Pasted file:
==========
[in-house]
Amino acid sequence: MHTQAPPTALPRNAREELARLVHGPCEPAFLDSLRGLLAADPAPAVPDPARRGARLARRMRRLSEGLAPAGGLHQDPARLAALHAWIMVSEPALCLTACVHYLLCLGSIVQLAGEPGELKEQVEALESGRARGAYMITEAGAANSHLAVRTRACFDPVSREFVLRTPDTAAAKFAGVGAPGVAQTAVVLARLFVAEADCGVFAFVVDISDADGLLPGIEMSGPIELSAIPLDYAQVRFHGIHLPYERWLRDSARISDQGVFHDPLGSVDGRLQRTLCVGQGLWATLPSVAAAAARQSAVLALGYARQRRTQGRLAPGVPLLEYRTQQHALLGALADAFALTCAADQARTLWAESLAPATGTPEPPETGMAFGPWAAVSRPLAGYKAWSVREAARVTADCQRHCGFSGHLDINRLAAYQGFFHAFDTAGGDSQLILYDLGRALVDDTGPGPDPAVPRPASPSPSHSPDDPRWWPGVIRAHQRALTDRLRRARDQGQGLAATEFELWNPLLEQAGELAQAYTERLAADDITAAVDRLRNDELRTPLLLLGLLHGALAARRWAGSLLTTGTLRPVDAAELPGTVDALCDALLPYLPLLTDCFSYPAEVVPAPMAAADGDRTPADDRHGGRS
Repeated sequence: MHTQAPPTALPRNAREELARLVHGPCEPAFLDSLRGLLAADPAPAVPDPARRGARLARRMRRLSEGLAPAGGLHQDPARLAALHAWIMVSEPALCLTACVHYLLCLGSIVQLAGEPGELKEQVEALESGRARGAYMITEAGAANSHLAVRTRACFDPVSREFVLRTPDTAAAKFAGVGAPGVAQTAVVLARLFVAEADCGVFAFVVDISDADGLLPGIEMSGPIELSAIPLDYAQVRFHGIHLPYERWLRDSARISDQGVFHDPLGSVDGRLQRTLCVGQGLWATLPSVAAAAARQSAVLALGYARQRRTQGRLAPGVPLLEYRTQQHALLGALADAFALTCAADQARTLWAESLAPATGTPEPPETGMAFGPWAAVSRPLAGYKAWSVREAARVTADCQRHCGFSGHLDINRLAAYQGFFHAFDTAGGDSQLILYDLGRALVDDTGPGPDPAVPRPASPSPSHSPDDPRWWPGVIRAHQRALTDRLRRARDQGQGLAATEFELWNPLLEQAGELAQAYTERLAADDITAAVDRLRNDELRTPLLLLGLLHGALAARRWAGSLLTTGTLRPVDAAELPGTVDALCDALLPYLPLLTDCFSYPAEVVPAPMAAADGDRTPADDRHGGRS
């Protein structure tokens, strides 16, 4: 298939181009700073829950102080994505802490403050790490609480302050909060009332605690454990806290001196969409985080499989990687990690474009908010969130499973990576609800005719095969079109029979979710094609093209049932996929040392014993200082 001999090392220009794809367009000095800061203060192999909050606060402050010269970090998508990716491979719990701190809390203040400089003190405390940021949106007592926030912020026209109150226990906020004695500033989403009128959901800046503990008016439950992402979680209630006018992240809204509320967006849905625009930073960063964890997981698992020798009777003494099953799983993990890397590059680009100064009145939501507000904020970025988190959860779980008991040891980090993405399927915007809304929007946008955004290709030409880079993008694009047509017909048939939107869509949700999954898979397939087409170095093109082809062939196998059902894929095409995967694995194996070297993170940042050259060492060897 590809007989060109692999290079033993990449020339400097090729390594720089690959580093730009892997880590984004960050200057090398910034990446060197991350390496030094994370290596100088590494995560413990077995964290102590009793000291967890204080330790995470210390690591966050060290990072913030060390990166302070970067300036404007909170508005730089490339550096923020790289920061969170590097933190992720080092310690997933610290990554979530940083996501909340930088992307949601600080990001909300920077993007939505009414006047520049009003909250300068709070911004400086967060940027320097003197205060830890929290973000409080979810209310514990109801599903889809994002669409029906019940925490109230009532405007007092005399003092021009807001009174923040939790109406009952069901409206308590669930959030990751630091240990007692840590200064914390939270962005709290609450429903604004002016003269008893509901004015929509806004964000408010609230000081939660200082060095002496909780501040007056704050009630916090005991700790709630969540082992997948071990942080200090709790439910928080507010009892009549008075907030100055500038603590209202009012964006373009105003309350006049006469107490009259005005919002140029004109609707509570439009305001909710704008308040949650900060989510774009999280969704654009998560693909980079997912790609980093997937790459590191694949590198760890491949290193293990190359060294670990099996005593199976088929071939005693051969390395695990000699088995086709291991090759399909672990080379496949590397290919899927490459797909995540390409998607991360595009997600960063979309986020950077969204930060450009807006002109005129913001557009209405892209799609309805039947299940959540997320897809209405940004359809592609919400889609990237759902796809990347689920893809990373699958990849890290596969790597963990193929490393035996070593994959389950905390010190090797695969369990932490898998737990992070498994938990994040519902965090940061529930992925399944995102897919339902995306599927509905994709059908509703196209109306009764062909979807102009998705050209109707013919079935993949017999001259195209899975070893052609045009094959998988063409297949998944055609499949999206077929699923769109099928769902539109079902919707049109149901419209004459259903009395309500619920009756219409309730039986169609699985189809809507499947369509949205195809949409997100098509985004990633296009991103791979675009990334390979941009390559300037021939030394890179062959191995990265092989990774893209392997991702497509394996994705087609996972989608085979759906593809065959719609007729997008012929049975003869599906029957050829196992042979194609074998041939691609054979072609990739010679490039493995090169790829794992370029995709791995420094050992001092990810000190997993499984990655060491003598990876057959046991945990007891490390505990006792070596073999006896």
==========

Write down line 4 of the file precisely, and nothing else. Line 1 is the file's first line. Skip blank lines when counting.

């Protein structure tokens, strides 16, 4: 298939181009700073829950102080994505802490403050790490609480302050909060009332605690454990806290001196969409985080499989990687990690474009908010969130499973990576609800005719095969079109029979979710094609093209049932996929040392014993200082 001999090392220009794809367009000095800061203060192999909050606060402050010269970090998508990716491979719990701190809390203040400089003190405390940021949106007592926030912020026209109150226990906020004695500033989403009128959901800046503990008016439950992402979680209630006018992240809204509320967006849905625009930073960063964890997981698992020798009777003494099953799983993990890397590059680009100064009145939501507000904020970025988190959860779980008991040891980090993405399927915007809304929007946008955004290709030409880079993008694009047509017909048939939107869509949700999954898979397939087409170095093109082809062939196998059902894929095409995967694995194996070297993170940042050259060492060897 590809007989060109692999290079033993990449020339400097090729390594720089690959580093730009892997880590984004960050200057090398910034990446060197991350390496030094994370290596100088590494995560413990077995964290102590009793000291967890204080330790995470210390690591966050060290990072913030060390990166302070970067300036404007909170508005730089490339550096923020790289920061969170590097933190992720080092310690997933610290990554979530940083996501909340930088992307949601600080990001909300920077993007939505009414006047520049009003909250300068709070911004400086967060940027320097003197205060830890929290973000409080979810209310514990109801599903889809994002669409029906019940925490109230009532405007007092005399003092021009807001009174923040939790109406009952069901409206308590669930959030990751630091240990007692840590200064914390939270962005709290609450429903604004002016003269008893509901004015929509806004964000408010609230000081939660200082060095002496909780501040007056704050009630916090005991700790709630969540082992997948071990942080200090709790439910928080507010009892009549008075907030100055500038603590209202009012964006373009105003309350006049006469107490009259005005919002140029004109609707509570439009305001909710704008308040949650900060989510774009999280969704654009998560693909980079997912790609980093997937790459590191694949590198760890491949290193293990190359060294670990099996005593199976088929071939005693051969390395695990000699088995086709291991090759399909672990080379496949590397290919899927490459797909995540390409998607991360595009997600960063979309986020950077969204930060450009807006002109005129913001557009209405892209799609309805039947299940959540997320897809209405940004359809592609919400889609990237759902796809990347689920893809990373699958990849890290596969790597963990193929490393035996070593994959389950905390010190090797695969369990932490898998737990992070498994938990994040519902965090940061529930992925399944995102897919339902995306599927509905994709059908509703196209109306009764062909979807102009998705050209109707013919079935993949017999001259195209899975070893052609045009094959998988063409297949998944055609499949999206077929699923769109099928769902539109079902919707049109149901419209004459259903009395309500619920009756219409309730039986169609699985189809809507499947369509949205195809949409997100098509985004990633296009991103791979675009990334390979941009390559300037021939030394890179062959191995990265092989990774893209392997991702497509394996994705087609996972989608085979759906593809065959719609007729997008012929049975003869599906029957050829196992042979194609074998041939691609054979072609990739010679490039493995090169790829794992370029995709791995420094050992001092990810000190997993499984990655060491003598990876057959046991945990007891490390505990006792070596073999006896």